|home | features | exhibitions | interviews | profiles | webprojects | gazetteer | links | archive | forum|
Cornwall: New Voices
Galvanised by the Tate St Ives show, Art Now Cornwall, which signally failed to recognise the resource and quality of artwork being produced across the county, various groups of artists have gathered to present innovative exhibitions of work with ambitions well beyond Cornwall.
As her parting gesture, then Artistic Director of Tate St Ives, Susan Daniel-McElroy, led the curation of the show which belatedly recognised its limited scope and ambition. Unintentionally underlining the status of the Tate as an 'ivory tower' within the county, Art Now Cornwall importantly instigated an indignant realisation among the resident artistic community that many aspire to the national profile which an exhibition like this confers.
Articulating the outcry, and contributing to the ensuing debate, Cornwall's online hub artcornwall.org stimulated a series of conversations which have led in vibrant new directions. Editor and installation artist Rupert White recently brought together an exhibition of new work by 8 artists reflecting on the theme of climate change (picture right). The exhibition aimed to bring the natural world into the spiritual contemplative space of Truro Cathedral, a pivotal location in the heart of Cornwall. Themes from the show were developed further in companion pieces exhibited at Vitreous Contemporary Art in Truro.
Such gallery support has been a vital element of the renewed energy among Cornish artists. Their focus has been joined by the dynamism of gallerists with vision and ambition, who are showing a new enthusiasm for investing in their artists. Joseph Clarke, Director of Goldfish Contemporary Art in Penzance, was the first gallerist to question Tate's exhibition with his own Art Now Cornwall? show in which he extended an open invitation to nominate work for inclusion in the developing Cornish canon.
‘There is a tremendous feeling that at the moment it is ok to move on. Of course there are those with investment in the heritage that want to hold us to that legacy, and those making a living from the tourist art market. But of most interest and importance to me is a growing camp of serious artists who have something genuine to say. They are prepared to find their own voice, without the guard of irony. I am struck by the integrity and emotional honesty of their work which continues to take priority over financial gratification. This is a refreshing antidote to an artworld preoccupied with financial validation. I so often witness work made in Cornwall which has a timeless quality. In this day and age of remote-controlled transience and nihilism, people are in need of art with meaning and vulnerability. I see a real opportunity for Cornwall to re-establish its voice, a voice of contrast in an international arena, and an opportunity for artists to be emotionally vulnerable in this way. After all art is about reminding ourselves about what we choose not to see, removing the masks to enable us to live in a more fulfilled way in our own skins.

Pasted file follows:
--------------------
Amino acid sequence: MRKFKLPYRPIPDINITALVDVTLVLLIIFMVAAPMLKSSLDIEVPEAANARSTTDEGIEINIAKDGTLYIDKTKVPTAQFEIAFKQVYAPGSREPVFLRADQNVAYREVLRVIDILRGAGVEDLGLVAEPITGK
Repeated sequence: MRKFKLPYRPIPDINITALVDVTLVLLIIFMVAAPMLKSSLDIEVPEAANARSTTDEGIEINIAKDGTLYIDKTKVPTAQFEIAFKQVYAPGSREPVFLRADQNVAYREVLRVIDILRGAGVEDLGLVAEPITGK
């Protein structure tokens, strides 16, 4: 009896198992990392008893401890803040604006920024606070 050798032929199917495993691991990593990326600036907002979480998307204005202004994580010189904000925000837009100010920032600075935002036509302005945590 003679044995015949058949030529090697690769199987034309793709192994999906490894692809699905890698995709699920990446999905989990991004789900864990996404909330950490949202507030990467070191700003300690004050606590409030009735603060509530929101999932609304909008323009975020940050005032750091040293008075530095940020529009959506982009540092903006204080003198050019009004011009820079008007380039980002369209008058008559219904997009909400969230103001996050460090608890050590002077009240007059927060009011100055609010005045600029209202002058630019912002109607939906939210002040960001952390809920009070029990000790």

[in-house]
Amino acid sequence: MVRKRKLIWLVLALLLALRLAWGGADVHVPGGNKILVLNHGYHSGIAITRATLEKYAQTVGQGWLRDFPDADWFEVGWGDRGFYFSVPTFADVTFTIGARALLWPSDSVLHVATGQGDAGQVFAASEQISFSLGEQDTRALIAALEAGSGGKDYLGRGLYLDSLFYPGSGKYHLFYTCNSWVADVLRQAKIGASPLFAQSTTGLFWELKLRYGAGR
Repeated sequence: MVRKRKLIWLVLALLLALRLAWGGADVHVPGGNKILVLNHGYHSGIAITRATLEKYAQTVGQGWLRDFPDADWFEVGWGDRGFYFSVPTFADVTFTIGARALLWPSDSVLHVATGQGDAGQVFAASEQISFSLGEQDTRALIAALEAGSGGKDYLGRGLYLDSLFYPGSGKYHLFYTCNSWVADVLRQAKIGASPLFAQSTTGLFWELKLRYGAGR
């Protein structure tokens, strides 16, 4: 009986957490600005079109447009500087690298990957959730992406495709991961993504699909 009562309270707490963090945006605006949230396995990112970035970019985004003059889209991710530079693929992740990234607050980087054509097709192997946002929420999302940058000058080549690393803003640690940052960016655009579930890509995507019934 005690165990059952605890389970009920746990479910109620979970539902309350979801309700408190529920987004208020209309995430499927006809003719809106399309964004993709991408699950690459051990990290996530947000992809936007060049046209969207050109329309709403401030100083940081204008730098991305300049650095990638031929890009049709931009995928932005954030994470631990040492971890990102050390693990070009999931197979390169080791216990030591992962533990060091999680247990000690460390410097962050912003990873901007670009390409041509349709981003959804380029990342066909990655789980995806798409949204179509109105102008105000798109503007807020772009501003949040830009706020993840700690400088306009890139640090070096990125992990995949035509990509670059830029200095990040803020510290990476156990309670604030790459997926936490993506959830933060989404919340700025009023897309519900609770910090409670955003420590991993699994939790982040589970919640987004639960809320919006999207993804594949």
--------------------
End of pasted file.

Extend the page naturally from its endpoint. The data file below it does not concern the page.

And its not just gallerists who sense the opportunity. Artist Jesse Leroy Smith, fresh from his show at the Royal Academy, has recently curated an ambitious exhibition, REVOLVER with fellow artist Volker Stox in the old car showroom in Penzance, now the PZ Gallery. In a 6 week show this artist-led project has put great emphasis on including artists at all stages of their careers and JLS explained. ‘To have recent graduates showing with more established artists is unusual. But their energy is enormous: they're a real powerhouse, and PZ is such a big space that we can afford to remove commercial restraints and develop a much more flexible programme.’